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Tuesday, April 26, 2011

A COMMENT TO A DISCUSSION AT: "THE MILLIONTH.COM"

http://www.themillions.com/2011/04/how-avant-is-it-zadie-smith-tom-mccarthy-and-the-novel%E2%80%99s-way-forward.html/comment-page-1#comment-20157


As the translator of Handke’s GOALIE and all his early activist, conceptualist and formalist plays, as the first publisher of Bataille novels in the U.S.  [Urizen Books] and of Michael Brodsky, etc, etc. you will I hope allow me a few comments on a matter that I have dwelled on since my college days – not that translating GOALIE necessarily, in one’s translator’s myopia, means that you understand what Handke does by involving the reader so syntactically in the workings of Goalie/ Construction worker Blochs’s paranoid schizophrenic’s way of being in the world. That is a crucial difference, is it not, say, the opening of REMAINDER which is ABOUT something, whereas Handke in GOALIE and ever after: IS.

 Handke, however, has gone on, through about five phases, introducing the dream screen of film into novel [ABSENCE], underlying pictorial anchoring [ACROSS] and become a self-named “lyrical epic” writer of PLACES who re-magics the world verbally, most prominently in CROSSING THE SIERRA DEL GREDOS. And, I would say, never lost, now incorporates everything – the craft of a deconstructor of his first novel [DIE HORNISSEN]  and the pure phenomenology of DER HAUSIERER [the two books are in the Romance languages] in carrying on and innovating within that particular great realist tradition – where his INNERWORLD OF THE OUTERWORLD procedure ALTERS THE STATE OF MIND of the reader.  Moreover, he is a virtuoso at his business [something he demonstrates with panache in the next novel of his to be published in English translation, MORAVIAN  NIGHTS] and he shares one point of reference – Flaubert – with Zadie Smith, who seems to think that a great realist like Balzac is also a lyrical realist.  Handke belongs to the direction that Jameson is also aware of: ecriture pure.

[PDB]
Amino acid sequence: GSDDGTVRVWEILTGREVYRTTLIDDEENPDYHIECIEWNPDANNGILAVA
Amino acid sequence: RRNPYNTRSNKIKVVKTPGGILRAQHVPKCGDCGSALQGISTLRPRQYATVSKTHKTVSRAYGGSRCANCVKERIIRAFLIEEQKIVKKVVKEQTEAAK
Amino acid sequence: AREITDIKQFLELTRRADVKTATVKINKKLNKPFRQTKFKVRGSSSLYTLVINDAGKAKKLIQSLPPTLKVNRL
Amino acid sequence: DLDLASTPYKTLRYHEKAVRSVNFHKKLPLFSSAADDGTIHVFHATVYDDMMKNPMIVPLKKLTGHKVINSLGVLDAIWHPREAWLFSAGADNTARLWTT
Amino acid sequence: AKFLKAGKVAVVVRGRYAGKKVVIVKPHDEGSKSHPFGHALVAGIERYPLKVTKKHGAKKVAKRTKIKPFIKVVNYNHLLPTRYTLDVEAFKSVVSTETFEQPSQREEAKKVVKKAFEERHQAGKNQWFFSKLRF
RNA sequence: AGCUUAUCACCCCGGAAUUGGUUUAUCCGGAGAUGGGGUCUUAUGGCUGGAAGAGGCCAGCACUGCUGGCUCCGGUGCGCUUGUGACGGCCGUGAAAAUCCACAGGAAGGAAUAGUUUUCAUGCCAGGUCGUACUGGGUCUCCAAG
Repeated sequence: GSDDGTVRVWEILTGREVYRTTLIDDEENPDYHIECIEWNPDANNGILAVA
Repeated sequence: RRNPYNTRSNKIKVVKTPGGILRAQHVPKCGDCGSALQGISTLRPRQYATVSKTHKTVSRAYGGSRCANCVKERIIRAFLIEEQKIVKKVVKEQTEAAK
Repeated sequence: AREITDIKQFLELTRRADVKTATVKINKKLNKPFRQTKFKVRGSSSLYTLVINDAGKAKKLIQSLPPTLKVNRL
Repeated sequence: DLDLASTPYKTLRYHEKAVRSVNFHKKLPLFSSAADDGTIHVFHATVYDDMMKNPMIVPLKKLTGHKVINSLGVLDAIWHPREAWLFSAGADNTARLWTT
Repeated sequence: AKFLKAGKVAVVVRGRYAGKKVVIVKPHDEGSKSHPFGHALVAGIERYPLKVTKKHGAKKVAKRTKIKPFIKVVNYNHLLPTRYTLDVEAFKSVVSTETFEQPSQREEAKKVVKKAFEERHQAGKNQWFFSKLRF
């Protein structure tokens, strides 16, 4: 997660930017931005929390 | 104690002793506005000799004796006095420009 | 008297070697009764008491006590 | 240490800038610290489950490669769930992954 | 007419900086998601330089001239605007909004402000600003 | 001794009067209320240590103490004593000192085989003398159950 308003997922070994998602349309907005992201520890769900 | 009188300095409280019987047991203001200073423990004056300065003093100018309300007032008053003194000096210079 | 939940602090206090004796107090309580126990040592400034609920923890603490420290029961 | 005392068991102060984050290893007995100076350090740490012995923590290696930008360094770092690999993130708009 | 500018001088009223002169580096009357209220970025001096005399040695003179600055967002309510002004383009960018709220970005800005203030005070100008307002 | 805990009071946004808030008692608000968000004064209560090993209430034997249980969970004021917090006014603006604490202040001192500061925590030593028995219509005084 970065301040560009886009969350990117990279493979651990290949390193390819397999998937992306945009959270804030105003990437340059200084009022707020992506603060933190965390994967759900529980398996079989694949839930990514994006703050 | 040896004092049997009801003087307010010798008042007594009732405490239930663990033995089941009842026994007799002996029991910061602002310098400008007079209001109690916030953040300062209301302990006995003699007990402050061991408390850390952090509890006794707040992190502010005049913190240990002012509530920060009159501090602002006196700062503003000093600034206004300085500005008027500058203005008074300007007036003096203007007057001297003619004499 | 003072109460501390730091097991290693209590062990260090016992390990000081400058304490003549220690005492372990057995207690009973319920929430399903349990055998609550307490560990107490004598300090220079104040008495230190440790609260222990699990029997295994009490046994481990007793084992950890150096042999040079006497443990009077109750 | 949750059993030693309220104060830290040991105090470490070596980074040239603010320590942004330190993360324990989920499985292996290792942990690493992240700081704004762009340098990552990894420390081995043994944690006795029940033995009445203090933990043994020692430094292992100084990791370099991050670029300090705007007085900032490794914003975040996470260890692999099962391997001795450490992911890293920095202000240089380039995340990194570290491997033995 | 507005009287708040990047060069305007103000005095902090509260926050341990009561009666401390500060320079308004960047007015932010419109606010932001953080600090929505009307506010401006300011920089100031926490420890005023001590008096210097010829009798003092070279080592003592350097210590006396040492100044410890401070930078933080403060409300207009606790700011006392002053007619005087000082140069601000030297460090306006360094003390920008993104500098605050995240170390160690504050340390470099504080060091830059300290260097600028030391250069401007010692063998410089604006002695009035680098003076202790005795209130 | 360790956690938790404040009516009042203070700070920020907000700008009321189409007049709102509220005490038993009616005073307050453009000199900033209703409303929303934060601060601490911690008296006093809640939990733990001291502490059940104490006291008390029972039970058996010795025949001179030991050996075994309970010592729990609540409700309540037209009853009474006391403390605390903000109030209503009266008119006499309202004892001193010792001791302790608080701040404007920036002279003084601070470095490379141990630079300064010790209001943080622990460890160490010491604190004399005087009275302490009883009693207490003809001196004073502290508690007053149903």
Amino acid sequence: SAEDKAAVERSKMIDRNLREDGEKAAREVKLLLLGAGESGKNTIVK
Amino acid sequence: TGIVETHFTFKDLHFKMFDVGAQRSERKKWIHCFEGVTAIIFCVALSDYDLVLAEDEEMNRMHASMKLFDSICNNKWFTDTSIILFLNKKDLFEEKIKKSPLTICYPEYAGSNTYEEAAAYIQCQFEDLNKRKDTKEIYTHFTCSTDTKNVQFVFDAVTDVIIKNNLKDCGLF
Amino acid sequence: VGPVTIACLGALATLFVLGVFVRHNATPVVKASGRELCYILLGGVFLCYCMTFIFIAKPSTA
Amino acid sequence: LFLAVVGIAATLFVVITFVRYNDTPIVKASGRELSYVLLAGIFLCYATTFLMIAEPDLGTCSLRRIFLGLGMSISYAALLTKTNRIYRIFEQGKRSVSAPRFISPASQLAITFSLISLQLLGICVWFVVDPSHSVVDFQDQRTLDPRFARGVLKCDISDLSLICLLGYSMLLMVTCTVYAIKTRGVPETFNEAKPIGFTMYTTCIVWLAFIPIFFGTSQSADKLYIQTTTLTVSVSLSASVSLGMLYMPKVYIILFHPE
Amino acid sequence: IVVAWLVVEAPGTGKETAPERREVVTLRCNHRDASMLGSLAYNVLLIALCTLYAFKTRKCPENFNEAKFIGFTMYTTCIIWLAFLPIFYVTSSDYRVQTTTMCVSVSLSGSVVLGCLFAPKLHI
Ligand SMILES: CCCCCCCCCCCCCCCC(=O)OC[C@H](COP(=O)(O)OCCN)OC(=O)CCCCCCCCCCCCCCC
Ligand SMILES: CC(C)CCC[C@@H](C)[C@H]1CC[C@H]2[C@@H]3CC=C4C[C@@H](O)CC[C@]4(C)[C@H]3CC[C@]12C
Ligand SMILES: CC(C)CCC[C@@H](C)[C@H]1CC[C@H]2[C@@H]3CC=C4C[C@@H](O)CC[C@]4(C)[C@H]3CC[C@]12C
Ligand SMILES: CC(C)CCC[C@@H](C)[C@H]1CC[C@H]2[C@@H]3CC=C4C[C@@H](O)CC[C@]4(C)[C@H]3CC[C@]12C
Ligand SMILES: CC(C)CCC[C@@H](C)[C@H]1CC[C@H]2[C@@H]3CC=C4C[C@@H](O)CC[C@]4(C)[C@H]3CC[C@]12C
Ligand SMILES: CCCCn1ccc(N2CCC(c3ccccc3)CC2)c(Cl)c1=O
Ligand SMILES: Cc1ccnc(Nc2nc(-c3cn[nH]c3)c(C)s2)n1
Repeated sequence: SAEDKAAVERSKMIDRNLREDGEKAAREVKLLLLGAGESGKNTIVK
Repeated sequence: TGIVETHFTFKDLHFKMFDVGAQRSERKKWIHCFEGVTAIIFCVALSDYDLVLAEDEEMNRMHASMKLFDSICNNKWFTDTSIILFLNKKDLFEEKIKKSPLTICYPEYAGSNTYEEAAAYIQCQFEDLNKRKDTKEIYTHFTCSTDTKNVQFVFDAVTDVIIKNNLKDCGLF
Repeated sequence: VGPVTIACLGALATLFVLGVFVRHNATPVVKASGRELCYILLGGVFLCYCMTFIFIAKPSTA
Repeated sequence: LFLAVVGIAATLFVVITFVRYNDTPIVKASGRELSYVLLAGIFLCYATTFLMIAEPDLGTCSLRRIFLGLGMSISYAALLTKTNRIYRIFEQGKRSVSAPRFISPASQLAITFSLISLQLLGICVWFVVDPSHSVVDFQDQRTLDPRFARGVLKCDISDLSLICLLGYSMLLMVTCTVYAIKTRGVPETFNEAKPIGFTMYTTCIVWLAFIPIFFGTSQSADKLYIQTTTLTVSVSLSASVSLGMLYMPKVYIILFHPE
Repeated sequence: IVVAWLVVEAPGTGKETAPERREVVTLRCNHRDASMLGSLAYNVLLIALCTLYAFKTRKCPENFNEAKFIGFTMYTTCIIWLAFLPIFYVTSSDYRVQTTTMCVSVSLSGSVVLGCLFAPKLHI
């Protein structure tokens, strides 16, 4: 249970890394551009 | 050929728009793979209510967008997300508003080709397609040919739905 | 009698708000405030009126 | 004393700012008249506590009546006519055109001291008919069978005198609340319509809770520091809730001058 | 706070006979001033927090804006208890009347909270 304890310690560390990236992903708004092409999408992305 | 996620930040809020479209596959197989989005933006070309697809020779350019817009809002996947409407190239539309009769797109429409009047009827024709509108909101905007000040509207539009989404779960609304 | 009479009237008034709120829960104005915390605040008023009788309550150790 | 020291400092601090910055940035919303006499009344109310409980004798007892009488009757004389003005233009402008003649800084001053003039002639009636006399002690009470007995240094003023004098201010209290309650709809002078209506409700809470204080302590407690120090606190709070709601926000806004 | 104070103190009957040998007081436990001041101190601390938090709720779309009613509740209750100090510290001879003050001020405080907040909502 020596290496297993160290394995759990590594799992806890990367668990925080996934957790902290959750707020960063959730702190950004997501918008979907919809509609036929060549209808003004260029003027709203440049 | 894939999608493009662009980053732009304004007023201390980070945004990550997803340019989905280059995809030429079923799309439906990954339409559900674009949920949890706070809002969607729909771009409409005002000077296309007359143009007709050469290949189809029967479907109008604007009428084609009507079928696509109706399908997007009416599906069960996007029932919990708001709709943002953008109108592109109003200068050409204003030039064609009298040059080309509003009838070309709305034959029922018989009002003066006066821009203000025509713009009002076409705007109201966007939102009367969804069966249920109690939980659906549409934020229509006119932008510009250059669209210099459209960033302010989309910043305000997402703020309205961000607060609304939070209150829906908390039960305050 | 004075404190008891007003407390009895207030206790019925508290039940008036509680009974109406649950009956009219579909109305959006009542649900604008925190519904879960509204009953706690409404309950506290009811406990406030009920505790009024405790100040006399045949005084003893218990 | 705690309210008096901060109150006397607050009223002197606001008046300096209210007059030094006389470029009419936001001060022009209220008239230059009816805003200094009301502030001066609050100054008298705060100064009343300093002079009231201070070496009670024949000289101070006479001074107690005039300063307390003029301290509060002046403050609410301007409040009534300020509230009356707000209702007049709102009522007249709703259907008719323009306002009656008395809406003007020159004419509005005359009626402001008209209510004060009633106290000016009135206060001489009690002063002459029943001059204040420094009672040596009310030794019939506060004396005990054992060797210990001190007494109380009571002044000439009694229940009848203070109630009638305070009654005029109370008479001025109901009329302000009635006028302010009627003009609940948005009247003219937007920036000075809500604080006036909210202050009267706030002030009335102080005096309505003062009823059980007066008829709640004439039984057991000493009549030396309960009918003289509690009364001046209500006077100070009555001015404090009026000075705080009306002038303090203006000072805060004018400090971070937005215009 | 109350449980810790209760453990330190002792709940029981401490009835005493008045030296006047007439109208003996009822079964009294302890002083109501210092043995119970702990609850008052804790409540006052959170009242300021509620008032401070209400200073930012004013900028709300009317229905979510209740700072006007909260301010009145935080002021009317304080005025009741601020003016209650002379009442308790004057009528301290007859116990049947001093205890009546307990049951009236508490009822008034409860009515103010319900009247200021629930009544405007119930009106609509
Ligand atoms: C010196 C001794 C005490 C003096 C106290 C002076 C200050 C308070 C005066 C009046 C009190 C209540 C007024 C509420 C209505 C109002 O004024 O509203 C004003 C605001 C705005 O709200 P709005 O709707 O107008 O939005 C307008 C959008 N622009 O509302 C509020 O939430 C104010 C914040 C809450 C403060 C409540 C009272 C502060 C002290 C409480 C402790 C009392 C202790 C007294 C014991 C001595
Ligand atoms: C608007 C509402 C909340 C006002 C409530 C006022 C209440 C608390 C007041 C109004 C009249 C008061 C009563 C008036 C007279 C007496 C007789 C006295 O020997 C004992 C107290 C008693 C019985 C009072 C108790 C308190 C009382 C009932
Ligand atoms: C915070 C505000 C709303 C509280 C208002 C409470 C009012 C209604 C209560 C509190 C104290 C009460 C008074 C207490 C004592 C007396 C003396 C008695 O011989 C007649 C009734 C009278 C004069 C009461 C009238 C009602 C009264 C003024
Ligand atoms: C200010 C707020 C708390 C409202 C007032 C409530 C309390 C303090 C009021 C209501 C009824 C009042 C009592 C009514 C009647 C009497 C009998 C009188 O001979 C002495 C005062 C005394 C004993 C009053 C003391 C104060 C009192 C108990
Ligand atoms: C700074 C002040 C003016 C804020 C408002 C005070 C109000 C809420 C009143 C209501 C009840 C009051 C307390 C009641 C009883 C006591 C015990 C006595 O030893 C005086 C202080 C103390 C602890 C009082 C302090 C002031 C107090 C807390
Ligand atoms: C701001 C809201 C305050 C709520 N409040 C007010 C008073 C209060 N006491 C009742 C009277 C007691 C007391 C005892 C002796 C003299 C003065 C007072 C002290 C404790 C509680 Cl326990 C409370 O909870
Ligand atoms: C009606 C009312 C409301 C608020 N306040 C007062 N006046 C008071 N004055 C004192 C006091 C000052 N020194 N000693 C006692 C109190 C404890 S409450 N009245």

A lot of the discussion here, also among the reviewers of  McCarthy and Netherland is a bit too general for me to sink my teeth into.  But let me go on the record:  Anyone for whom the novel is serious business pays no heed what is written under the aegis Oh Tannenbaum, as I call him, who thinks Jonathan Franzen is a great American writer and that  FREEDOM is  a masterpiece of American literature. Nonetheless, occasionally the intelligent take slips in, perhaps because the underlings at that shop are frequently sharper than their boss.

Ditto for the NYRBooks. Pay no heed to what is written there about novels.  Any magazine that publishes a piece such as J.L. Marcus’s on Handke because he opposes the one-sided blaming of the Serbs for the disintegration of Yugoslavia and makes it the occasion for utterly moronic decimation of his novels and plays and then prohibits critiques even from old acquaintances, such as I am of Bob Silver’s; or which/who champions Susan Sontag’s novels just because she’s part of their crowd – and I much liked her and her essays - is just another parti pris organ.  The NYRB is for the busy intelligent reader who needs these matter predigested, e.g.  the fine Jonathan Raban doing that kind of roundup of Foster-Wallace’s work:

http://www.nybooks.com/articles/archives/2011/may/12/divine-drudgery/?utm_medium=email&utm_campaign=May+12+2011+issue&utm_content=May+12+2011+issue+CID_60266178674481a3bafb34907cdeb9d8&utm_source=Email+marketing+software&utm_term=Divine+Drudgery


and see

 http://handke-discussion.blogspot.com/2009/12/letter-to-robert-silvers-ny-review-of.html

 

I reread the Zadie Smith piece and am puzzled by her using Balzac, a great realist if ever there was one, as one of two examples, Flaubert is another, of the “lyrical” novel, while leaving out Germans such as Stifter, Eichendorf and Goethe or the Russians in what she calls the “Anglophone” tradition – which for me stretches from the Kangaroo and Kiwi lands via many parts of Africa, where my friend Elvis write in the most marvelously musical pidgin, all around the world then to Hawaii. Being “avant garde” must come of necessity, some kind of need, certainly not for its own sake. Adorno , who had real difficulty imagining anything beyond Proust, also mentioned that a registrar, a good seismographic phenomenologist, might invariably get some purchase on the spirit of the time. I would say that the mansions of the novel are as great as the world, and to quote Handke: “The world is the discoverer.” As to what is real: ink and paper/ electronic impressions on screens, the brain that buzzes as it reads and decipher instantaneously within the homogeneous possibilities of each language – within more or less aesthetically pleasing alphabets.

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MICHAEL ROLOFF
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